The whole book of Deuteronomy, from beginning to end, is structured as a review of the journey from Egyptian bondage to Canaanite settlement.

Where do you find this, since many others regard Deuteronomy as a suzerainty treaty/covenant paradigm?

That is correct—many evangelicals impose an Ancient Near Eastern (ANE) treaty paradigm upon the contents of Deuteronomy. However, the text of the book does not support this eisegesis.

Please explain.

Let us take the first element of the ANE suzerainty treaty pattern, i.e., the preamble. The preamble in Hittite, Assyrian and other NE treaty documents identifies the suzerain (or lord) making the treaty with the vassal (or subject) whom he has conquered or allied himself. The ANE suzerainty preamble gives the name of the sovereign and (often) some of his honorific titles (cf. Ex 20:2 for a Biblical example: "I am the Lord your God").

Does the book of Deuteronomy open with a preamble?

No, the book opens with a five-verse inclusio (vv. 1 and 5, "across the Jordan").The Lord's name does not appear in the inception, nor are any of his titles provided. (Yes, his name is mentioned in v. 3, but not in first person suzerainty categories.) The person whose name does appear is not the divine covenant making suzerain—it is Moses (vv. 1, 3, 5). Hence, those who label Deut 1:1-5 a treaty or covenant or suzerainty preamble are inventing a label/category which is wholly bogus. Read the text—it has no suzerainty preamble/title(s)!!

The second element in an ANE treaty paradigm is the historical prologue. Explain this please.

It is a description of the past acts of history in which the suzerain lord has benefitted the vassal subject (for a Biblical example, cf. Ex 20:2, "who brought you out of the land of Egypt, out of the house of bondage"). The suzerain's past acts of history (historical benevolence) are catalogued as a basis for his right to enter into a treaty covenant with his vassal subject. Deut 1:1-5 has no rehearsal of God's past acts of benevolence (a la Ex 20:2; cf. Deut 5:6). It is, in fact, a report of journey's end ("the fortieth year," v. 3) after the Exodus, the wilderness sojourn and the encampment on the plains of Moab, "across  the Jordan." Read the text—it has no suzerainty historical prologue.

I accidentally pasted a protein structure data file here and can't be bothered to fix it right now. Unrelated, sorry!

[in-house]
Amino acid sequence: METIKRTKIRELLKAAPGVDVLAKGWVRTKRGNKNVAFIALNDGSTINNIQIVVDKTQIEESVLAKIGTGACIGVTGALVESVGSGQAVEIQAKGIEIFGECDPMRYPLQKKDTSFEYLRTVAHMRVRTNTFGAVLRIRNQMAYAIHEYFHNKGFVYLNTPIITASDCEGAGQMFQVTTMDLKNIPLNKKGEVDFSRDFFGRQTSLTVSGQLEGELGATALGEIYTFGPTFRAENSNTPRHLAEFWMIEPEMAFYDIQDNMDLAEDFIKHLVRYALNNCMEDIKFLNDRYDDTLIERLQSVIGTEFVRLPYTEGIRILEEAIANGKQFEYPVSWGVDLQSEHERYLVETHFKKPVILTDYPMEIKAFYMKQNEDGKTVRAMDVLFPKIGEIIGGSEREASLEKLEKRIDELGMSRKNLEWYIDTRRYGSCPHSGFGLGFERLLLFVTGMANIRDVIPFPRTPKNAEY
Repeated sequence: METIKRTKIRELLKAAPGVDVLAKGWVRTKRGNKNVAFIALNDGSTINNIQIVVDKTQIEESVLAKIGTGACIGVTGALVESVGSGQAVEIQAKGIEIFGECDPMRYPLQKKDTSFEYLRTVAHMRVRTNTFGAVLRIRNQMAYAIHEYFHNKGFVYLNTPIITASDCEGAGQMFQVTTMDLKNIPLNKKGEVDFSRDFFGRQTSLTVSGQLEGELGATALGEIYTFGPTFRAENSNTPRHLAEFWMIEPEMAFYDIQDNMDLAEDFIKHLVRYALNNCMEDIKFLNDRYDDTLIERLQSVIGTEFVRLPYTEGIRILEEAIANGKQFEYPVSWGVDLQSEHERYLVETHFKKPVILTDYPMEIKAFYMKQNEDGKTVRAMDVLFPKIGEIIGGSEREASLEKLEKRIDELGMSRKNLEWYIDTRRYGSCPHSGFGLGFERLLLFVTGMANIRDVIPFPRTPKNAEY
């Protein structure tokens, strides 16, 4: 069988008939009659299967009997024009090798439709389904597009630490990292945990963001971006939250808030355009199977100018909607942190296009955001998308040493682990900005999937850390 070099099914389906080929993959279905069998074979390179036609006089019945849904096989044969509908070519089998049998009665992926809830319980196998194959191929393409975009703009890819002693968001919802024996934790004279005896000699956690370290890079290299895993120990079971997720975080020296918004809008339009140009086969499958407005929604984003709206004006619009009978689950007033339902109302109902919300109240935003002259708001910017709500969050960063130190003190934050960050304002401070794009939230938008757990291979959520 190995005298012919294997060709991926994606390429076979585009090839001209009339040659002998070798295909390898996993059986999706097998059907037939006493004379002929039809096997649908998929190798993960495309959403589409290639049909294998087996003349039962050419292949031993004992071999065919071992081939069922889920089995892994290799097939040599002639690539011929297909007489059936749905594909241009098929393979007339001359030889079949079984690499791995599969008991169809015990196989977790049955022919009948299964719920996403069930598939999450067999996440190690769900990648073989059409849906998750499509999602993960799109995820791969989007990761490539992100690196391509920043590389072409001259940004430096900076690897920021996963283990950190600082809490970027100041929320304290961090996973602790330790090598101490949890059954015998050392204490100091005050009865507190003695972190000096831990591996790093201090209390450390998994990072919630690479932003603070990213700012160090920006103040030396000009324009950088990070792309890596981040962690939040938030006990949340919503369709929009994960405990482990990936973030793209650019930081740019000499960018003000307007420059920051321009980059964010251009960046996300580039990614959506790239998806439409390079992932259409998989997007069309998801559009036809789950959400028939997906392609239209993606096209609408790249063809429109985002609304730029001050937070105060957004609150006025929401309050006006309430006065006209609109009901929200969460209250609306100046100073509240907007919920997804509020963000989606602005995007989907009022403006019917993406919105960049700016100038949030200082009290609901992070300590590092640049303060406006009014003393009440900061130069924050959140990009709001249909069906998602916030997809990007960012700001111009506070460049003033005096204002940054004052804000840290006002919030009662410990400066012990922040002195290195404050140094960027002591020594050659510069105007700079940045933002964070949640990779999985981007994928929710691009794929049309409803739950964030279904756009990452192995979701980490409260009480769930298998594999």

Thus, you are dismissing ANE treaty paradigms as the pattern Moses borrowed to construct the fifth book of the Law.


Well then, what pattern are you proposing for the structure of the fifth book of Moses?

A journey paradigm concluded by a testamentary farewell

Outline this for me.

The book falls into two sections, broadly speaking: chapters 1-28:68 and chapters 29-34:12. Notice the literary markers which inaugurate these two sections: "these are the words" plus "Moses" (1:1); "these are the words" plus "Moses" (29:1). These markers may be labeled anaphoras, i.e., an illustration of recursion (or duplication) marking the beginning of a narrative or literary unit.

What other pattern do you notice in these two narrative/literary units (1:1-28:68; 29:1-34:12)?

The first is more retrospectively focused, rehearsing the forty years of wandering as well as the covenant at Sinai/Horeb.
The second is more prospectively focused, anticipating the crossing over Jordan and settlement of the Promised Land. It too contains a covenant rehearsal—the covenant at Moab (29:1, 9, 12)

What is the journey paradigm?

It is the detailed itinerary given in chapters 1-5 of the sojourn of Israel from Egypt to the "land of Moab . . . across the Jordan" focusing on the covenant at Horeb/Sinai (cf. 29:1) via the anaphora in 1:1. The anaphora of 29:1 focuses on the covenant at Moab as Israel's wilderness journey ends on the Transjordanian side of the Promised Land.

What is the testamentary farewell?

Deut 33—the so-called farewell "blessings" of Moses to Israel

Why do you label it a "testamentary farewell"?

It is a farewell declaration because Moses dies after it is delivered (Deut 34:5-7).
It is a testament because it bequeaths the Lord's gracious blessing (all of grace-faith, none of works-merit) to the heirs of the covenant at Moab according to the election of grace. It takes its place alongside the "farewell testament" genre of the Bible—Gen 49, Josh 24, John 14-17.

This ‘last' word of Moses anticipates the beginning of the new world for the people of God.

Yes, the end of Moses' testament is the beginning of the promise of a land of rest in prospect. And this is true for all the testamentary declarations in Scripture—Jacob's last words are the beginning of endless covenantal promises; Joshua's farewell marks the beginning of an era fraught with the abundance of the promised possession/settlement; Jesus' last words to his disciples are full of the new beginning which the place he has prepared and to which he goes on their behalf is and will be their possession. In each case, the end is as the beginning with the protological coming to pristine eschatological fruition, provisionally and consummately to faith.

What happens to the legal material of Deuteronomy 12-26 on your paradigm?